a year in stories::thirty

Still in love with you. Always in love with you. Hearing your voice in my ear, talking about computers, about futures.

This is a story inspired by a recently famous image.

Myth of Ancient Love


Bones. Bones. Tiny little bones. Lovely little bones. And all this sand. Sand. Everywhere the sand, and bones. Little lovely bones and ugly giant skulls. Skulls so large they fit inside. Bones so small they are barely there at all. Dusting away the sand, the dust, the swelter. The sun. Glaring. Mummies appeared. Humans of rot. Giants of loss. This place was once an ocean says the man, the discoverer. This place is now a desert says the son, the surveyor. This place was once a disaster says the woman, the seer. Before the desert and before the ocean this place was a horror says the seer and the seer turns her seeing head up to the shining star. The sun. The swelter. Sweat. In the distance the landscape shifts. The desert breathes and its breath is dry and caustic. Air shifts. Shimmers. Pulsates in the distance. Close at hand. Swelter. They find more and more mummies and the girl, the counter counts them. The workers dig and the discoverer tells them not to ruin the scene. The mummified faces gnash in fear from a thousand thousand years ago. The mummies are small. Too small. They fit in the mouths of the giants. The giant skulls swallow the mummies. The mummies fit by fives in the mouths of the skulls of the giants. This place was disaster says the surveyor in a whisper. The seer nods and puts her hand on the surveyor’s shoulder. This place is a mausoleum of their terror says the seer. Her eyes deepset and shadowed. Her cheeks fleshy. Her neck thick. Her hands thick. Her fingers dance, thickly. She is thick and she sweats. Her reek is caught in her flesh and the surveyor moves from her. The workers work, digging. The discoverer drinks water. Pulls back his hat. Bald. He is bald and his bald head shines baldly against the sun’s shine. A wraith the worker says to the other worker as they dig and watch the discoverer. They dig and the discoverer disappears in the silhouette of the sun becoming thinner and thinner till he is nothing. Nowhere. Not there. Only his voice and the voice says stop. Stop says the discoverer and he slides down the hole. Past mummies small. Past mummies large. Towards mummies. The discoverer takes the brush from his belt and brushes. He brushes at a finger and the finger becomes a hand. The hand is on a surface. A back. The back of another. The seer and surveyor do not move and the workers yawn but the discoverer works. Brushes. He brushes and the hand leads to an arm and the back leads to another hand and another arm. The discoverer brushes, discovering. The scene reveals itself brush by brush. Wind blows and the brush battles the shift of sand. Wind. The surveyor takes his brush and brushes. The workers brush too. Only the seer watches, seeing. The horizon runs from the sun. All goes dark. The desert colds, blackens. The workers turn on lights, flashlights. The seer sees from the light of stars. The constellations writ large and deep on the sky. Etched against eternity says the seer but no one hears. They brush. They all brush and what was once a finger reveals itself. It is a mummy holding another mummy. A last embrace. Against disaster says the surveyor. They held each other through Death says the discoverer and looks at the seer, the wife. The wife watches the stars but they do not move. She turns to the discoverer and smiles.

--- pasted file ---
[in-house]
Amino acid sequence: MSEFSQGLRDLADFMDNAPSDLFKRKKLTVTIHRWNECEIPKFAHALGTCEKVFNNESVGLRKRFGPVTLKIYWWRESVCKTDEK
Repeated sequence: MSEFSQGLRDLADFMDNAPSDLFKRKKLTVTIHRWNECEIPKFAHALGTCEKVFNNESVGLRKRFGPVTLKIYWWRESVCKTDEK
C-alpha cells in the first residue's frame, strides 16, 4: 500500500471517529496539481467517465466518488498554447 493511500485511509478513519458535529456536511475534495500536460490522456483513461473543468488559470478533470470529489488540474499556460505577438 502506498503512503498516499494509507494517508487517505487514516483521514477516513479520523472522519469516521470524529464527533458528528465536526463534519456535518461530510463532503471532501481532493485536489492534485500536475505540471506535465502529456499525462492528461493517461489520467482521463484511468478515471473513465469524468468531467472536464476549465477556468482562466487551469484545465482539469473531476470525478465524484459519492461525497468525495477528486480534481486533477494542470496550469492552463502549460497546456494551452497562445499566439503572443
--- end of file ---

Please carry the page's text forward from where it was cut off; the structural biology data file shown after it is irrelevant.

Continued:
The news spread of the lovers from the old world, the dead and buried world, the world revealed again. The stories followed of who they were, where they were, how they loved each other, infinitely, even through Death and back into life. They traveled the world, the lovers from the ancient world, and the stories of their lives, of their Deaths spread, built large and thrown across oceans and mountains and deserts.


The ancient lovers embracing through cataclysm while giants marauded their land.

A poem, for love. For life.